Date of Award

12-2012

Degree Name

Master of Arts

Department

Psychology

First Advisor

Dr. Lisa E. Baker

Second Advisor

Dr. Alan Poling

Third Advisor

Dr. Cynthia Pietras

Access Setting

Masters Thesis-Open Access

Abstract

Research regarding the psychopharmacology of salvinorin A, the main psychoactive ingredient in the hallucinogenic plant Salvia divinorum, has been motivated largely by a recent increase in its recreational use and widespread media attention focused on this plant and its extracts. In addition, there is considerable evidence that drugs acting on kappa opioid receptors (KOR) may have therapeutic potential in the treatment of some neuropsychiatric conditions, including drug dependence and mood disorders. Although the neuropharmacological actions of salvinorin A are well established, only a few studies have explored the behavioral effects of this substance in comparison to the KOR agonist, U-69-593. Salvinorin A appears to have a shorter duration of action in vivo than salvinorin B analogues (Wang, Chen, Xu, Lee, Ma, Rawls, Cowan and Liu-Chen, 2008). The aim of current studywas to assess the discriminative effects of salvinorin A and two synthetic salvinorin B derivatives, the methoxymethyl (MOM) and ethoxymethyl (EOM) ethers in rats trained to discriminate U69,593. Eight male Sprague-Dawley rats were trained to discriminate U69,593 (0.32 mg/kg, S.C. 30 min) from vehicle in an operant task under a fixed-ratio (FR) 20 schedule of food reinforcement and stimulus generalization tests were conducted with U69,593 (0.02- 0.32 mg/kg), salvinorin A (0.06-1.0 mg/kg, LP.), salvinorin B MOM (0.01-0.6 mg/kg), and salvinorin B EOM (0.005-0.3 mg/kg). Time course tests (30 to 240 min) were also conducted with the highest dose of each test compound.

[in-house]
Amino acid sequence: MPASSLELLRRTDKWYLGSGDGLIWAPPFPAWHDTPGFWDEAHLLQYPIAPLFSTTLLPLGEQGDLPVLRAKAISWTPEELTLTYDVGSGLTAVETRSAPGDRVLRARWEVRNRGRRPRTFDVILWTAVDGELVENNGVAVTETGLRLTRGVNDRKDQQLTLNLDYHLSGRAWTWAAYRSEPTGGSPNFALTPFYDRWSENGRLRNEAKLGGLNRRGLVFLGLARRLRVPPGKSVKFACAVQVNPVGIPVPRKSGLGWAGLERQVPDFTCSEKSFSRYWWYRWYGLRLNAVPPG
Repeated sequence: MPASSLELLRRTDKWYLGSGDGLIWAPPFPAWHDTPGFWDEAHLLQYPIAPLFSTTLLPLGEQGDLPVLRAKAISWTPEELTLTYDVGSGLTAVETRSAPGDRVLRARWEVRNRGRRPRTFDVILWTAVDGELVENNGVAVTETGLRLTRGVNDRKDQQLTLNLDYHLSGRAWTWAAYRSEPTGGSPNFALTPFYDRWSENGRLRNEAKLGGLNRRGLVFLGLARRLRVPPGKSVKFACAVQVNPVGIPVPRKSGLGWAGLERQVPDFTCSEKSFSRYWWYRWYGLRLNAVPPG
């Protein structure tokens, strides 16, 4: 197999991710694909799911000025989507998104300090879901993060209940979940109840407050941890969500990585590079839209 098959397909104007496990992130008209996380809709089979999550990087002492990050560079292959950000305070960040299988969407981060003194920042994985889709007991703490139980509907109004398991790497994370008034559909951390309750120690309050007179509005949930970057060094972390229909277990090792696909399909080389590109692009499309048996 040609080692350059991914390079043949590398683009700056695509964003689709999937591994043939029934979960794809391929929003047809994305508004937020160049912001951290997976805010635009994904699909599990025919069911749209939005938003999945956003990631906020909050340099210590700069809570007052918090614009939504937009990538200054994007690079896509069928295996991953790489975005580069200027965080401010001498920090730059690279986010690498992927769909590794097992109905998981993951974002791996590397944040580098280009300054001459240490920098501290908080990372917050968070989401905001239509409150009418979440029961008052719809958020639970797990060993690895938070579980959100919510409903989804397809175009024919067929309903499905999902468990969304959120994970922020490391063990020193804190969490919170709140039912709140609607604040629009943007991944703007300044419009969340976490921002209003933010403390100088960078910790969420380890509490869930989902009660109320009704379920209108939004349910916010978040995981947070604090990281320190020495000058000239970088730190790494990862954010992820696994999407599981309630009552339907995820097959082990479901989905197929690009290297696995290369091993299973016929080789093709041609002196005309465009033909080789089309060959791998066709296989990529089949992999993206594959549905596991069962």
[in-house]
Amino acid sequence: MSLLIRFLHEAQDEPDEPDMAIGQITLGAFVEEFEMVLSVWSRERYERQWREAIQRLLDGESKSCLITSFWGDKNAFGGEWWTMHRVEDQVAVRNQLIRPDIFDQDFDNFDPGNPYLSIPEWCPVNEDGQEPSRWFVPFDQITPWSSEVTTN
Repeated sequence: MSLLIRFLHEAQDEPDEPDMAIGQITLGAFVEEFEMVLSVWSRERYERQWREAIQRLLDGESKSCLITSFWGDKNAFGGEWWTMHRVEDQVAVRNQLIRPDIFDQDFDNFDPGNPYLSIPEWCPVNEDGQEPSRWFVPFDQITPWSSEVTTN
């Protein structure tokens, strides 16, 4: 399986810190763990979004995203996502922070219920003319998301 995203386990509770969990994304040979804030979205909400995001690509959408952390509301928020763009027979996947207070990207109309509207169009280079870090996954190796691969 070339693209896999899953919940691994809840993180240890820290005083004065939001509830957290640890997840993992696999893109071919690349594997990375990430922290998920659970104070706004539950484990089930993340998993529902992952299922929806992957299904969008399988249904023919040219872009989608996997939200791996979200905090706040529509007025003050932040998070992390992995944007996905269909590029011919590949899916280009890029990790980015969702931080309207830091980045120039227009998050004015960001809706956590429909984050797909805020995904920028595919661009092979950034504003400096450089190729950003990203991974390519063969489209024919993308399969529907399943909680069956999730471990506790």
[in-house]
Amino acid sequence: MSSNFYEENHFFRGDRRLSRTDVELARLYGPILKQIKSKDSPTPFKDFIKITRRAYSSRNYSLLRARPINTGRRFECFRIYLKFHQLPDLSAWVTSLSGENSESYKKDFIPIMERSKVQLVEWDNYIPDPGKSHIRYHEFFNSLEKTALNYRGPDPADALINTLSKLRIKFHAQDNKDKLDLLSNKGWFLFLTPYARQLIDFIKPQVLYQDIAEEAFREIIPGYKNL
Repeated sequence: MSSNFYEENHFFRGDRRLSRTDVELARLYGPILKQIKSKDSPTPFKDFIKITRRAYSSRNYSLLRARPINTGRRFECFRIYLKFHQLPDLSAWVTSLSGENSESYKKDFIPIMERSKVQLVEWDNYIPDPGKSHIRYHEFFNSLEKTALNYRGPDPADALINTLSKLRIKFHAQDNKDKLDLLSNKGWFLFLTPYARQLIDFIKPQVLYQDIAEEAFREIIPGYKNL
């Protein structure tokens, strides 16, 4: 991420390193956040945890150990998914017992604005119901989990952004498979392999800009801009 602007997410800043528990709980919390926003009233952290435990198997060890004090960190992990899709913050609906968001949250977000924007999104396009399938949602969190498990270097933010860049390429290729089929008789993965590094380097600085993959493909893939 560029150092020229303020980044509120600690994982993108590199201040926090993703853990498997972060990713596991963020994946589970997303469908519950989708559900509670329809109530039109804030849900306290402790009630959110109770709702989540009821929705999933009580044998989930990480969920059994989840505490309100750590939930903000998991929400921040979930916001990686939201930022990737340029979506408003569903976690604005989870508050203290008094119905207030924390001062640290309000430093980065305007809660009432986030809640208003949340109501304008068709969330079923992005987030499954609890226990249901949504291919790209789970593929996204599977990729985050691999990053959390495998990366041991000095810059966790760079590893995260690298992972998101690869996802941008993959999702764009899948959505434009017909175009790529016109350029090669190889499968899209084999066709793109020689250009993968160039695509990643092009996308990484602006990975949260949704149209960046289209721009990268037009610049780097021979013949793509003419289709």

Included in

Psychology Commons

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